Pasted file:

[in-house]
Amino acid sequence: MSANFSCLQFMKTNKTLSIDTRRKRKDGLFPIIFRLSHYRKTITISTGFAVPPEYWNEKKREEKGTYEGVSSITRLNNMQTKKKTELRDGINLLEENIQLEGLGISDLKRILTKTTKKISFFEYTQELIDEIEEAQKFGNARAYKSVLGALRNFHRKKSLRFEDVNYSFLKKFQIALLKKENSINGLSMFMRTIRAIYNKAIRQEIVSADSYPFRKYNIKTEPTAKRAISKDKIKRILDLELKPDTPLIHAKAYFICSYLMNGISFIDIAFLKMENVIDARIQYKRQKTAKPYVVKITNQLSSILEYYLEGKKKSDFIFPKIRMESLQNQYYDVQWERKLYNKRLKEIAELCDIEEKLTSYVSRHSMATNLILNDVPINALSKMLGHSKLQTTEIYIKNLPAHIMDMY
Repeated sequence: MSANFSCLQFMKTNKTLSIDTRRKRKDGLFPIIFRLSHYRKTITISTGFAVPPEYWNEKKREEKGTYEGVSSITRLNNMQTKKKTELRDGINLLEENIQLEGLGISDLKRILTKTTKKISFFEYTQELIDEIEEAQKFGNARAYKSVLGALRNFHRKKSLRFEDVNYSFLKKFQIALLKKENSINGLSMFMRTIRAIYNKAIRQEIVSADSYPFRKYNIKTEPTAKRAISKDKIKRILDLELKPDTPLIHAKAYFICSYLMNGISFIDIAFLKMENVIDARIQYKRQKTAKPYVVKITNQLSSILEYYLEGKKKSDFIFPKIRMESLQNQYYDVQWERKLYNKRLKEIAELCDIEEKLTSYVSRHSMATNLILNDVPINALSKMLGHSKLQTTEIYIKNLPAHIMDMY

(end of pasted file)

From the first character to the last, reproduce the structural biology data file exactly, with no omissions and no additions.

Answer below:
[in-house]
Amino acid sequence: MSANFSCLQFMKTNKTLSIDTRRKRKDGLFPIIFRLSHYRKTITISTGFAVPPEYWNEKKREEKGTYEGVSSITRLNNMQTKKKTELRDGINLLEENIQLEGLGISDLKRILTKTTKKISFFEYTQELIDEIEEAQKFGNARAYKSVLGALRNFHRKKSLRFEDVNYSFLKKFQIALLKKENSINGLSMFMRTIRAIYNKAIRQEIVSADSYPFRKYNIKTEPTAKRAISKDKIKRILDLELKPDTPLIHAKAYFICSYLMNGISFIDIAFLKMENVIDARIQYKRQKTAKPYVVKITNQLSSILEYYLEGKKKSDFIFPKIRMESLQNQYYDVQWERKLYNKRLKEIAELCDIEEKLTSYVSRHSMATNLILNDVPINALSKMLGHSKLQTTEIYIKNLPAHIMDMY
Repeated sequence: MSANFSCLQFMKTNKTLSIDTRRKRKDGLFPIIFRLSHYRKTITISTGFAVPPEYWNEKKREEKGTYEGVSSITRLNNMQTKKKTELRDGINLLEENIQLEGLGISDLKRILTKTTKKISFFEYTQELIDEIEEAQKFGNARAYKSVLGALRNFHRKKSLRFEDVNYSFLKKFQIALLKKENSINGLSMFMRTIRAIYNKAIRQEIVSADSYPFRKYNIKTEPTAKRAISKDKIKRILDLELKPDTPLIHAKAYFICSYLMNGISFIDIAFLKMENVIDARIQYKRQKTAKPYVVKITNQLSSILEYYLEGKKKSDFIFPKIRMESLQNQYYDVQWERKLYNKRLKEIAELCDIEEKLTSYVSRHSMATNLILNDVPINALSKMLGHSKLQTTEIYIKNLPAHIMDMY